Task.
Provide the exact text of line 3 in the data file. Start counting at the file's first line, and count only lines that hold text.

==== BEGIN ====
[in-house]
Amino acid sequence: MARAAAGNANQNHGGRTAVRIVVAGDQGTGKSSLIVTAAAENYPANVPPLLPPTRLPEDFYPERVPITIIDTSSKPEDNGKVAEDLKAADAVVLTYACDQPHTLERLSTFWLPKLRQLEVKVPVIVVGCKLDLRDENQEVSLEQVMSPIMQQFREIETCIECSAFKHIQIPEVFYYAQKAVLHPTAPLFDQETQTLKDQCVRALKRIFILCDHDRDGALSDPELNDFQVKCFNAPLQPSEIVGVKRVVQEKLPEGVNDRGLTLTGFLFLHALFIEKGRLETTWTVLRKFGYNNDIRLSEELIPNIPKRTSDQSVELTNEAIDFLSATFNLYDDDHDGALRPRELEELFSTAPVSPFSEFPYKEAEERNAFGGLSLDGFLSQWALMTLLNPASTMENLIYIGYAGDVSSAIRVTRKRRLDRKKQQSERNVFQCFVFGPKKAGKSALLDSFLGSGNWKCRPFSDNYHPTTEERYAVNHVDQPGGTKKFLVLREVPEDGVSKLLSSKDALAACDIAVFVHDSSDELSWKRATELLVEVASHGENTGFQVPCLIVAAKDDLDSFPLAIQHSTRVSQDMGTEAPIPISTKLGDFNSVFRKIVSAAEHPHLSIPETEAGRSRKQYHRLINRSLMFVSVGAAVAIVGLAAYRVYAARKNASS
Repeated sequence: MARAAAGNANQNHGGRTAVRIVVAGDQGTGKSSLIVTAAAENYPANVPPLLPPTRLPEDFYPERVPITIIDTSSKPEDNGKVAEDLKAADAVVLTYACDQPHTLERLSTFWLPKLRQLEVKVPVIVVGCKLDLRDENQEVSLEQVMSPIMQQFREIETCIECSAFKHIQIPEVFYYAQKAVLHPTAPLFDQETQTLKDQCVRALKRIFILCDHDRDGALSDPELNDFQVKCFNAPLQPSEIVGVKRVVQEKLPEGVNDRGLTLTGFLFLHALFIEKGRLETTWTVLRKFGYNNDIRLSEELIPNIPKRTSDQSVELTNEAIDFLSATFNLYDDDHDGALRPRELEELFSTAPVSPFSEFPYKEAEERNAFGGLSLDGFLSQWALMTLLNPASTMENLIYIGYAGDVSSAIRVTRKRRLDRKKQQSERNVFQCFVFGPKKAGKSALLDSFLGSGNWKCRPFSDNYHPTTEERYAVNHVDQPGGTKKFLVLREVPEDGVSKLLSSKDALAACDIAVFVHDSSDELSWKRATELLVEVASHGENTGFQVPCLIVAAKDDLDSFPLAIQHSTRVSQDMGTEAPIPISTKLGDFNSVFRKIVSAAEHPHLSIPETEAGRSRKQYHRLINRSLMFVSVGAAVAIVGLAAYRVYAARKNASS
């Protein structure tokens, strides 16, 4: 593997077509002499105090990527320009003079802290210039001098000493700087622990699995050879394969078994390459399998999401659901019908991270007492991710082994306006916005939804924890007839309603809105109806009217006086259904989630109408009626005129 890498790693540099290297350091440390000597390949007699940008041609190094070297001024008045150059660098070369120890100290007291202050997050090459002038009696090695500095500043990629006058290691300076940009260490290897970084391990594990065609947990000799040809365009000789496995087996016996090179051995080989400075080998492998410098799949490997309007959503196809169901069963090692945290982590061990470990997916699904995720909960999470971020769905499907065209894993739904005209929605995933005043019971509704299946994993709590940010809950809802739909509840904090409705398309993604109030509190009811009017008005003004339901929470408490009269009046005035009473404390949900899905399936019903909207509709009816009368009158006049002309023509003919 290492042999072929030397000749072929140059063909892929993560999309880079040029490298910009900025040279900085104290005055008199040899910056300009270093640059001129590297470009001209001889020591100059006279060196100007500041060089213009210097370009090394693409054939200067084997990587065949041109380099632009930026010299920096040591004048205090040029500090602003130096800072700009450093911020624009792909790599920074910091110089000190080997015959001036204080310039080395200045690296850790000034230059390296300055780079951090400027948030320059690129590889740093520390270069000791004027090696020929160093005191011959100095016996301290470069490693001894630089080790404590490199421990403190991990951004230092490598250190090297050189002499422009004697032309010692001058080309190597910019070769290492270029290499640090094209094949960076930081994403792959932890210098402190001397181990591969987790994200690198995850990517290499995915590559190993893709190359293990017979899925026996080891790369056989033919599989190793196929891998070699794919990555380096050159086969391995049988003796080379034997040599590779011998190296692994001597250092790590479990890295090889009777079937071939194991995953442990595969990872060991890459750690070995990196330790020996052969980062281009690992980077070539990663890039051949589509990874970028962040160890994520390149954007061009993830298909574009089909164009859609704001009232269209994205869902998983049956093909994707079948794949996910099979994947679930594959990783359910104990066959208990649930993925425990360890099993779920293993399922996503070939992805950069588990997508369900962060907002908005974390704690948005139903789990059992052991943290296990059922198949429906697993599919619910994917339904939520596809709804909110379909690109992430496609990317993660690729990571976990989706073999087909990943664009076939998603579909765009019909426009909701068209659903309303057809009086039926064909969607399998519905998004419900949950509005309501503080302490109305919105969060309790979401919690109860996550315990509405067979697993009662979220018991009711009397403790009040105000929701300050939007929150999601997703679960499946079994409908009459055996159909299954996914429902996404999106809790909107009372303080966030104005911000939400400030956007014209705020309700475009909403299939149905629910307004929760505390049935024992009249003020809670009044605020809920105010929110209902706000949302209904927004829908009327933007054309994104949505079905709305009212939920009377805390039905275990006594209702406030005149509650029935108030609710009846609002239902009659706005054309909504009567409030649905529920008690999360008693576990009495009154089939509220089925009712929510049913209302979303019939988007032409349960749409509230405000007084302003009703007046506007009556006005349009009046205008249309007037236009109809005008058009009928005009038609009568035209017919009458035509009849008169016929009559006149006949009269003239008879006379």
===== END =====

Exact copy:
Repeated sequence: MARAAAGNANQNHGGRTAVRIVVAGDQGTGKSSLIVTAAAENYPANVPPLLPPTRLPEDFYPERVPITIIDTSSKPEDNGKVAEDLKAADAVVLTYACDQPHTLERLSTFWLPKLRQLEVKVPVIVVGCKLDLRDENQEVSLEQVMSPIMQQFREIETCIECSAFKHIQIPEVFYYAQKAVLHPTAPLFDQETQTLKDQCVRALKRIFILCDHDRDGALSDPELNDFQVKCFNAPLQPSEIVGVKRVVQEKLPEGVNDRGLTLTGFLFLHALFIEKGRLETTWTVLRKFGYNNDIRLSEELIPNIPKRTSDQSVELTNEAIDFLSATFNLYDDDHDGALRPRELEELFSTAPVSPFSEFPYKEAEERNAFGGLSLDGFLSQWALMTLLNPASTMENLIYIGYAGDVSSAIRVTRKRRLDRKKQQSERNVFQCFVFGPKKAGKSALLDSFLGSGNWKCRPFSDNYHPTTEERYAVNHVDQPGGTKKFLVLREVPEDGVSKLLSSKDALAACDIAVFVHDSSDELSWKRATELLVEVASHGENTGFQVPCLIVAAKDDLDSFPLAIQHSTRVSQDMGTEAPIPISTKLGDFNSVFRKIVSAAEHPHLSIPETEAGRSRKQYHRLINRSLMFVSVGAAVAIVGLAAYRVYAARKNASS